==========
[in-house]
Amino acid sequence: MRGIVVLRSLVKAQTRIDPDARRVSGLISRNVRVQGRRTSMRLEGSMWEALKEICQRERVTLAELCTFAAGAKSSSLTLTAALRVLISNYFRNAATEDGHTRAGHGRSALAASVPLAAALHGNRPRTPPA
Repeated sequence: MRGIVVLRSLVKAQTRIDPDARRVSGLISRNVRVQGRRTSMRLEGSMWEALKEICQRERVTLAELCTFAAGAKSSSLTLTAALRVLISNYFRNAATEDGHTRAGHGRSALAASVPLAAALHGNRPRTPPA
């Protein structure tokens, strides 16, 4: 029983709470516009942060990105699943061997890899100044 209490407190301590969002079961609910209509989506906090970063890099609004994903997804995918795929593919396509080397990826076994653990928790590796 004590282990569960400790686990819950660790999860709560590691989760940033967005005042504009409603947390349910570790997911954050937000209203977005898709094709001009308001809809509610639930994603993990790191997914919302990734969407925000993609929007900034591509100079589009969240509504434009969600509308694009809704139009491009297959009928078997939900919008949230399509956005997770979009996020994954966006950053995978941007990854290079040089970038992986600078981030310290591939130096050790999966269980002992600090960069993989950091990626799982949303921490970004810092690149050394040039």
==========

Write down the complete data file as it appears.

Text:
[in-house]
Amino acid sequence: MRGIVVLRSLVKAQTRIDPDARRVSGLISRNVRVQGRRTSMRLEGSMWEALKEICQRERVTLAELCTFAAGAKSSSLTLTAALRVLISNYFRNAATEDGHTRAGHGRSALAASVPLAAALHGNRPRTPPA
Repeated sequence: MRGIVVLRSLVKAQTRIDPDARRVSGLISRNVRVQGRRTSMRLEGSMWEALKEICQRERVTLAELCTFAAGAKSSSLTLTAALRVLISNYFRNAATEDGHTRAGHGRSALAASVPLAAALHGNRPRTPPA
């Protein structure tokens, strides 16, 4: 029983709470516009942060990105699943061997890899100044 209490407190301590969002079961609910209509989506906090970063890099609004994903997804995918795929593919396509080397990826076994653990928790590796 004590282990569960400790686990819950660790999860709560590691989760940033967005005042504009409603947390349910570790997911954050937000209203977005898709094709001009308001809809509610639930994603993990790191997914919302990734969407925000993609929007900034591509100079589009969240509504434009969600509308694009809704139009491009297959009928078997939900919008949230399509956005997770979009996020994954966006950053995978941007990854290079040089970038992986600078981030310290591939130096050790999966269980002992600090960069993989950091990626799982949303921490970004810092690149050394040039």